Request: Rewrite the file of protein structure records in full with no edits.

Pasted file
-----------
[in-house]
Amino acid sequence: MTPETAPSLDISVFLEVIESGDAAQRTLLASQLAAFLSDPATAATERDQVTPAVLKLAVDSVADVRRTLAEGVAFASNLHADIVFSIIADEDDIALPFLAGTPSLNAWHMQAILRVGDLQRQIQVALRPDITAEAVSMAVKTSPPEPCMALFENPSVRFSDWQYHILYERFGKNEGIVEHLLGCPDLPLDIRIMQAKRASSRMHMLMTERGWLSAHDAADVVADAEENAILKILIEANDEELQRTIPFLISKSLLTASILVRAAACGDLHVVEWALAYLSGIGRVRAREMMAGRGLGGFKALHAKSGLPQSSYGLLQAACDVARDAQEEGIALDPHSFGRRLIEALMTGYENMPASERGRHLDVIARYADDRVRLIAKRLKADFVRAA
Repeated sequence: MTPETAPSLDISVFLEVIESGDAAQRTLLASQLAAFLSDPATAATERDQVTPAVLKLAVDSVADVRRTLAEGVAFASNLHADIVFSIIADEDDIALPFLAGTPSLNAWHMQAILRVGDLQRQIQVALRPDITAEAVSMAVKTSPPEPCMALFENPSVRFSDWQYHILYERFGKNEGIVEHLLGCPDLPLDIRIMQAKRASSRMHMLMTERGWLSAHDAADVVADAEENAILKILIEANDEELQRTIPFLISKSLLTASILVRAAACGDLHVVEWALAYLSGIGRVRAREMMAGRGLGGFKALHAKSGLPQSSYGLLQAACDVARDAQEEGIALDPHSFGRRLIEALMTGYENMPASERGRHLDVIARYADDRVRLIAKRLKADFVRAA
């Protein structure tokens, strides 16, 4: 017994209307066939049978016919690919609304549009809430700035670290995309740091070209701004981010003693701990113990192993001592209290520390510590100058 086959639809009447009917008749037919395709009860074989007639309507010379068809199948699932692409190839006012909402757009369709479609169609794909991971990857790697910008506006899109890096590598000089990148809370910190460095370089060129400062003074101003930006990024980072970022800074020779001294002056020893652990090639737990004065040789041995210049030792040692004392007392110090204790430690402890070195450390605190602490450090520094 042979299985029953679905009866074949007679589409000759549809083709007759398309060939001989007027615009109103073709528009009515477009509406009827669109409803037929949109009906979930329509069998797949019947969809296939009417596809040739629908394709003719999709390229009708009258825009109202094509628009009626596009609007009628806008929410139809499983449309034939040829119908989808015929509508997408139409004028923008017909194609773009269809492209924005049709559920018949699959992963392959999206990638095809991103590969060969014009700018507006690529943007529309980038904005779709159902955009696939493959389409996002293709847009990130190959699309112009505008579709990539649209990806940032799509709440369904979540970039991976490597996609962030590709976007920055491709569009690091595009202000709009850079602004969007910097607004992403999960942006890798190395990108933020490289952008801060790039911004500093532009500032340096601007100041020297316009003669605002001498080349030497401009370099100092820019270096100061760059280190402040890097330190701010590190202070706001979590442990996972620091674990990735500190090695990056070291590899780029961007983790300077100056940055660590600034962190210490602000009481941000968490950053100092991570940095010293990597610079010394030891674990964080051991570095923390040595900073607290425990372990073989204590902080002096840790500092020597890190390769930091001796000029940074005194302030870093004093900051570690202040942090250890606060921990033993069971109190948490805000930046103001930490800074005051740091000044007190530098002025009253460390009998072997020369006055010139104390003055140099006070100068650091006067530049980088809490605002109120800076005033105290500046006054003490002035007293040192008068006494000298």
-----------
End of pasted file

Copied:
[in-house]
Amino acid sequence: MTPETAPSLDISVFLEVIESGDAAQRTLLASQLAAFLSDPATAATERDQVTPAVLKLAVDSVADVRRTLAEGVAFASNLHADIVFSIIADEDDIALPFLAGTPSLNAWHMQAILRVGDLQRQIQVALRPDITAEAVSMAVKTSPPEPCMALFENPSVRFSDWQYHILYERFGKNEGIVEHLLGCPDLPLDIRIMQAKRASSRMHMLMTERGWLSAHDAADVVADAEENAILKILIEANDEELQRTIPFLISKSLLTASILVRAAACGDLHVVEWALAYLSGIGRVRAREMMAGRGLGGFKALHAKSGLPQSSYGLLQAACDVARDAQEEGIALDPHSFGRRLIEALMTGYENMPASERGRHLDVIARYADDRVRLIAKRLKADFVRAA
Repeated sequence: MTPETAPSLDISVFLEVIESGDAAQRTLLASQLAAFLSDPATAATERDQVTPAVLKLAVDSVADVRRTLAEGVAFASNLHADIVFSIIADEDDIALPFLAGTPSLNAWHMQAILRVGDLQRQIQVALRPDITAEAVSMAVKTSPPEPCMALFENPSVRFSDWQYHILYERFGKNEGIVEHLLGCPDLPLDIRIMQAKRASSRMHMLMTERGWLSAHDAADVVADAEENAILKILIEANDEELQRTIPFLISKSLLTASILVRAAACGDLHVVEWALAYLSGIGRVRAREMMAGRGLGGFKALHAKSGLPQSSYGLLQAACDVARDAQEEGIALDPHSFGRRLIEALMTGYENMPASERGRHLDVIARYADDRVRLIAKRLKADFVRAA
């Protein structure tokens, strides 16, 4: 017994209307066939049978016919690919609304549009809430700035670290995309740091070209701004981010003693701990113990192993001592209290520390510590100058 086959639809009447009917008749037919395709009860074989007639309507010379068809199948699932692409190839006012909402757009369709479609169609794909991971990857790697910008506006899109890096590598000089990148809370910190460095370089060129400062003074101003930006990024980072970022800074020779001294002056020893652990090639737990004065040789041995210049030792040692004392007392110090204790430690402890070195450390605190602490450090520094 042979299985029953679905009866074949007679589409000759549809083709007759398309060939001989007027615009109103073709528009009515477009509406009827669109409803037929949109009906979930329509069998797949019947969809296939009417596809040739629908394709003719999709390229009708009258825009109202094509628009009626596009609007009628806008929410139809499983449309034939040829119908989808015929509508997408139409004028923008017909194609773009269809492209924005049709559920018949699959992963392959999206990638095809991103590969060969014009700018507006690529943007529309980038904005779709159902955009696939493959389409996002293709847009990130190959699309112009505008579709990539649209990806940032799509709440369904979540970039991976490597996609962030590709976007920055491709569009690091595009202000709009850079602004969007910097607004992403999960942006890798190395990108933020490289952008801060790039911004500093532009500032340096601007100041020297316009003669605002001498080349030497401009370099100092820019270096100061760059280190402040890097330190701010590190202070706001979590442990996972620091674990990735500190090695990056070291590899780029961007983790300077100056940055660590600034962190210490602000009481941000968490950053100092991570940095010293990597610079010394030891674990964080051991570095923390040595900073607290425990372990073989204590902080002096840790500092020597890190390769930091001796000029940074005194302030870093004093900051570690202040942090250890606060921990033993069971109190948490805000930046103001930490800074005051740091000044007190530098002025009253460390009998072997020369006055010139104390003055140099006070100068650091006067530049980088809490605002109120800076005033105290500046006054003490002035007293040192008068006494000298």